Diablo III is something of an enigma. Virtually all of my friends who have been playing it agree — there are definitely things that could be improved. No one agrees on exactly what those improvements should be, and we’re unsure if this feeling is simply a result of us misremembering fundamental aspects of what Diablo II was actually like. It just feels like Lord of Destruction added so much to the Diablo experience, with jewels, runes, charms, synergies, etc., that it’s a bit of a surprise to see so much of that missing here. That’s not to say the current system is bad, because I really don’t think it is — it’s just different.
What we all do agree on is that, while we all have things we’d like to see changed in future patches or expansions, Diablo III is fucking fun. Period. I honestly haven’t had as much fun gaming in years as I’ve had this last week, jumping onto Skype with three of my friends and blowing demons away while we talk until the early hours of the morning. Soloing the game is fun, and I sometimes enjoy playing alone because I find it almost hypnotically relaxing, but Diablo really shines when you’re playing with a group of buddies.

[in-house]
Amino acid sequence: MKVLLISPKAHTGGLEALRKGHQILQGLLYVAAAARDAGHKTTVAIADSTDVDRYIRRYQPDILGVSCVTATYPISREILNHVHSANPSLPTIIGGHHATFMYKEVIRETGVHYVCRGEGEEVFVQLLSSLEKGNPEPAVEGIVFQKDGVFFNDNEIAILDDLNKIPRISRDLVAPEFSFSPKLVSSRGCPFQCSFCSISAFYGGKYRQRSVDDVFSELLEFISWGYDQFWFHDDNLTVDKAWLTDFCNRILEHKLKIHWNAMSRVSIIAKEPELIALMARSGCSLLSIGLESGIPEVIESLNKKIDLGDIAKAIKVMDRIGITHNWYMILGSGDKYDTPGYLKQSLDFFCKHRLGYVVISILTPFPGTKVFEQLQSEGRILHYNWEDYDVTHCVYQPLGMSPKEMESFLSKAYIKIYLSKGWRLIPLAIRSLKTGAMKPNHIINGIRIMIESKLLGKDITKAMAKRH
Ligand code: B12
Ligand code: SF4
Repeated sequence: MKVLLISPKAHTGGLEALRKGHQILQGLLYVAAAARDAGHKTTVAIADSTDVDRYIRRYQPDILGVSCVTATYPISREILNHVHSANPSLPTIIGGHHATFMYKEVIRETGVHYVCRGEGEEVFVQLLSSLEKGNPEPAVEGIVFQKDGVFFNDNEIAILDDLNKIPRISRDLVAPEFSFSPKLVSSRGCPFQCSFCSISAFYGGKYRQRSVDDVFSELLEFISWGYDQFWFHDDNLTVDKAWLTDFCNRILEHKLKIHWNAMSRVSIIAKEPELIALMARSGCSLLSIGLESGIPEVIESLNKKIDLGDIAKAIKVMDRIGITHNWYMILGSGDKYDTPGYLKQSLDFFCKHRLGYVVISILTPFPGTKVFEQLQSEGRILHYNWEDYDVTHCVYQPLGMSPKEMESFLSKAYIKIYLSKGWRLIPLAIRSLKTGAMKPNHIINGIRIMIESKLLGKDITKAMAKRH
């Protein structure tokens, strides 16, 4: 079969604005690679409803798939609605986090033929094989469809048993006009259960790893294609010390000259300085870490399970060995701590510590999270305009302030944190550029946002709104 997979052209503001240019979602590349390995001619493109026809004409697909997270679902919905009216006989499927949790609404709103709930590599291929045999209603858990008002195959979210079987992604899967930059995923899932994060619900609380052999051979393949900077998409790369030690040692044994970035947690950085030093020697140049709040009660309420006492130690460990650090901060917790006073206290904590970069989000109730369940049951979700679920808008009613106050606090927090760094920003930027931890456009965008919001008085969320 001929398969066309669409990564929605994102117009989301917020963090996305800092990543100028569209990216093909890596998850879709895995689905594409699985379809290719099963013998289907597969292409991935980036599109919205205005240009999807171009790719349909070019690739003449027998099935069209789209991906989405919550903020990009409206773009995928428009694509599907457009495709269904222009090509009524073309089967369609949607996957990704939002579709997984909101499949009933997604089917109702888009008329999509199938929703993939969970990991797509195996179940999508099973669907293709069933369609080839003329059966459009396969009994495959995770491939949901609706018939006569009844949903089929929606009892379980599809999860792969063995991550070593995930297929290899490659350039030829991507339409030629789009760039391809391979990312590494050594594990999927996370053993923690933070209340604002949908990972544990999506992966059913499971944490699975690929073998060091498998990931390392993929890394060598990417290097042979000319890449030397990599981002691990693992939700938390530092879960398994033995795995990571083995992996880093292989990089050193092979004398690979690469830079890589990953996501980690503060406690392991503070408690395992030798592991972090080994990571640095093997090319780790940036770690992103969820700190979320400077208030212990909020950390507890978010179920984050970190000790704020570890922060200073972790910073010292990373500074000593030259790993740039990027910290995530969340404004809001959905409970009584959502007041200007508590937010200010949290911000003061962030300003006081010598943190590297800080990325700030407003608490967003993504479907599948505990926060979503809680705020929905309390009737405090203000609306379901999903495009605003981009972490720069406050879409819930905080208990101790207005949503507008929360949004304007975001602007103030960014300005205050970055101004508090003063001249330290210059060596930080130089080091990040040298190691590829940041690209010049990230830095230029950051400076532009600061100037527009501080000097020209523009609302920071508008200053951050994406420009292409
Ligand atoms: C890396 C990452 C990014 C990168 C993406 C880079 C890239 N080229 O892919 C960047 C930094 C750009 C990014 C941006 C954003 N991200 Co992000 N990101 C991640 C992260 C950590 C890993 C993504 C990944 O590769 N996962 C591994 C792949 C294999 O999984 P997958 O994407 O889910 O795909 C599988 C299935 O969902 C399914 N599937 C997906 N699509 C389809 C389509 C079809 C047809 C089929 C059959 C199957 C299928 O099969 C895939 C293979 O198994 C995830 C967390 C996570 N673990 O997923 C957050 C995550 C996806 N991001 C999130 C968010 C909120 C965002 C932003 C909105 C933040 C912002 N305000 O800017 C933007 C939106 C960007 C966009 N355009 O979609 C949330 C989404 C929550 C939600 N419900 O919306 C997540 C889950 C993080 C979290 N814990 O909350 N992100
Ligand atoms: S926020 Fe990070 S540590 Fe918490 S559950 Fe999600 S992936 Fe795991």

Even if it’s not a perfect game, there’s something special about Diablo, and it’s something that keeps people playing beyond just a basic addiction to loot. That I’ve already sunk over 40 hours into the game in just over a week and I’m not even close to being bored of it yet is a testament to the magic of Diablo, and something that can’t be ignored.
At the end of the day, fun is what gaming should be about, and Diablo III delivers.